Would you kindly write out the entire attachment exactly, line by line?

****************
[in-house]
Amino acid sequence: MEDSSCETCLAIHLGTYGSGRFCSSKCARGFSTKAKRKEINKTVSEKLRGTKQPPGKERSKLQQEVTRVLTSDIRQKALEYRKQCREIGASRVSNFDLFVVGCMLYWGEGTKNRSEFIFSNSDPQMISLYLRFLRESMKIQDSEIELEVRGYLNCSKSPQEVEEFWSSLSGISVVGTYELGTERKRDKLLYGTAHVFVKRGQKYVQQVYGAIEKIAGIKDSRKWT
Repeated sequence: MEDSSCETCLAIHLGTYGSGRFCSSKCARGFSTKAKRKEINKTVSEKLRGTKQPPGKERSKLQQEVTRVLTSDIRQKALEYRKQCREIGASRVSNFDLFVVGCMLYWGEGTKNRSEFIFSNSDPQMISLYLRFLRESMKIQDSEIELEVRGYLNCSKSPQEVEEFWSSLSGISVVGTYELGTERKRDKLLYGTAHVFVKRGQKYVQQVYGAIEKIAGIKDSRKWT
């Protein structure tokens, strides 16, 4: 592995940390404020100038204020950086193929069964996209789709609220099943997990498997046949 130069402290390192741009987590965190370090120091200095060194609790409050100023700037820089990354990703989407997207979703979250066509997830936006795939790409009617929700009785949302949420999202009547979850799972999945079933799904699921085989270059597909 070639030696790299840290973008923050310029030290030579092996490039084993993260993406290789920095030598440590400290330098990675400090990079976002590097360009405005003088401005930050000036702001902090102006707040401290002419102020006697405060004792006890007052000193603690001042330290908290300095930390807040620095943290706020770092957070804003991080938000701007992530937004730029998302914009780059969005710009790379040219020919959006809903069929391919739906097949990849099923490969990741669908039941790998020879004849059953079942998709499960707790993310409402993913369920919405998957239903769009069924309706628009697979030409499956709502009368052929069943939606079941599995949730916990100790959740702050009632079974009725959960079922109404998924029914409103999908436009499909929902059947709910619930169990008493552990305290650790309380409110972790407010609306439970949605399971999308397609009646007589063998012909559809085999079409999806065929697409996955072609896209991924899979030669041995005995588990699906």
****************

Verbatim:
[in-house]
Amino acid sequence: MEDSSCETCLAIHLGTYGSGRFCSSKCARGFSTKAKRKEINKTVSEKLRGTKQPPGKERSKLQQEVTRVLTSDIRQKALEYRKQCREIGASRVSNFDLFVVGCMLYWGEGTKNRSEFIFSNSDPQMISLYLRFLRESMKIQDSEIELEVRGYLNCSKSPQEVEEFWSSLSGISVVGTYELGTERKRDKLLYGTAHVFVKRGQKYVQQVYGAIEKIAGIKDSRKWT
Repeated sequence: MEDSSCETCLAIHLGTYGSGRFCSSKCARGFSTKAKRKEINKTVSEKLRGTKQPPGKERSKLQQEVTRVLTSDIRQKALEYRKQCREIGASRVSNFDLFVVGCMLYWGEGTKNRSEFIFSNSDPQMISLYLRFLRESMKIQDSEIELEVRGYLNCSKSPQEVEEFWSSLSGISVVGTYELGTERKRDKLLYGTAHVFVKRGQKYVQQVYGAIEKIAGIKDSRKWT
């Protein structure tokens, strides 16, 4: 592995940390404020100038204020950086193929069964996209789709609220099943997990498997046949 130069402290390192741009987590965190370090120091200095060194609790409050100023700037820089990354990703989407997207979703979250066509997830936006795939790409009617929700009785949302949420999202009547979850799972999945079933799904699921085989270059597909 070639030696790299840290973008923050310029030290030579092996490039084993993260993406290789920095030598440590400290330098990675400090990079976002590097360009405005003088401005930050000036702001902090102006707040401290002419102020006697405060004792006890007052000193603690001042330290908290300095930390807040620095943290706020770092957070804003991080938000701007992530937004730029998302914009780059969005710009790379040219020919959006809903069929391919739906097949990849099923490969990741669908039941790998020879004849059953079942998709499960707790993310409402993913369920919405998957239903769009069924309706628009697979030409499956709502009368052929069943939606079941599995949730916990100790959740702050009632079974009725959960079922109404998924029914409103999908436009499909929902059947709910619930169990008493552990305290650790309380409110972790407010609306439970949605399971999308397609009646007589063998012909559809085999079409999806065929697409996955072609896209991924899979030669041995005995588990699906």